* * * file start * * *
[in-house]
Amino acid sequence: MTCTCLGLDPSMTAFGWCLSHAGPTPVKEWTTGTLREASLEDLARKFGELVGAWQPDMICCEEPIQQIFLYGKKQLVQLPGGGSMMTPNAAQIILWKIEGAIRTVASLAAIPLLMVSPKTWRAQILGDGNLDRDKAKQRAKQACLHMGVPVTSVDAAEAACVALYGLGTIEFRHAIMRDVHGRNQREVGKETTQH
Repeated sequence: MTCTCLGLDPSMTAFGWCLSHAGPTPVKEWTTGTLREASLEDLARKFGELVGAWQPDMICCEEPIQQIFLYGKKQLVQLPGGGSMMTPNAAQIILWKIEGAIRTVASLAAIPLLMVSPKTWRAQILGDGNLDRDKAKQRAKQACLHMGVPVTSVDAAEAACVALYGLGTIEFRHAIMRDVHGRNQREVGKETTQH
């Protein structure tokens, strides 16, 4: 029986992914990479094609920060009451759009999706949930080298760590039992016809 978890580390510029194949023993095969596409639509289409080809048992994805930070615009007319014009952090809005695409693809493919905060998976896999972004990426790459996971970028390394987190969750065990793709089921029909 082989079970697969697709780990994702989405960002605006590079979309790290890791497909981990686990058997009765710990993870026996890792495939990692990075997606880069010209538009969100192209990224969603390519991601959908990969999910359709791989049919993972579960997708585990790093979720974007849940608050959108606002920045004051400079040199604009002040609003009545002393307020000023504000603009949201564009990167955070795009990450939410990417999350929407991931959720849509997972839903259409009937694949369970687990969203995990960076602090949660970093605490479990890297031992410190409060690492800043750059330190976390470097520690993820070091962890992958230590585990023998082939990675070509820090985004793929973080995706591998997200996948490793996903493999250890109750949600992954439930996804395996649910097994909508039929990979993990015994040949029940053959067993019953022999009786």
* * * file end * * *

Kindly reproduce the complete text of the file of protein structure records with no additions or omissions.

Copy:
[in-house]
Amino acid sequence: MTCTCLGLDPSMTAFGWCLSHAGPTPVKEWTTGTLREASLEDLARKFGELVGAWQPDMICCEEPIQQIFLYGKKQLVQLPGGGSMMTPNAAQIILWKIEGAIRTVASLAAIPLLMVSPKTWRAQILGDGNLDRDKAKQRAKQACLHMGVPVTSVDAAEAACVALYGLGTIEFRHAIMRDVHGRNQREVGKETTQH
Repeated sequence: MTCTCLGLDPSMTAFGWCLSHAGPTPVKEWTTGTLREASLEDLARKFGELVGAWQPDMICCEEPIQQIFLYGKKQLVQLPGGGSMMTPNAAQIILWKIEGAIRTVASLAAIPLLMVSPKTWRAQILGDGNLDRDKAKQRAKQACLHMGVPVTSVDAAEAACVALYGLGTIEFRHAIMRDVHGRNQREVGKETTQH
């Protein structure tokens, strides 16, 4: 029986992914990479094609920060009451759009999706949930080298760590039992016809 978890580390510029194949023993095969596409639509289409080809048992994805930070615009007319014009952090809005695409693809493919905060998976896999972004990426790459996971970028390394987190969750065990793709089921029909 082989079970697969697709780990994702989405960002605006590079979309790290890791497909981990686990058997009765710990993870026996890792495939990692990075997606880069010209538009969100192209990224969603390519991601959908990969999910359709791989049919993972579960997708585990790093979720974007849940608050959108606002920045004051400079040199604009002040609003009545002393307020000023504000603009949201564009990167955070795009990450939410990417999350929407991931959720849509997972839903259409009937694949369970687990969203995990960076602090949660970093605490479990890297031992410190409060690492800043750059330190976390470097520690993820070091962890992958230590585990023998082939990675070509820090985004793929973080995706591998997200996948490793996903493999250890109750949600992954439930996804395996649910097994909508039929990979993990015994040949029940053959067993019953022999009786």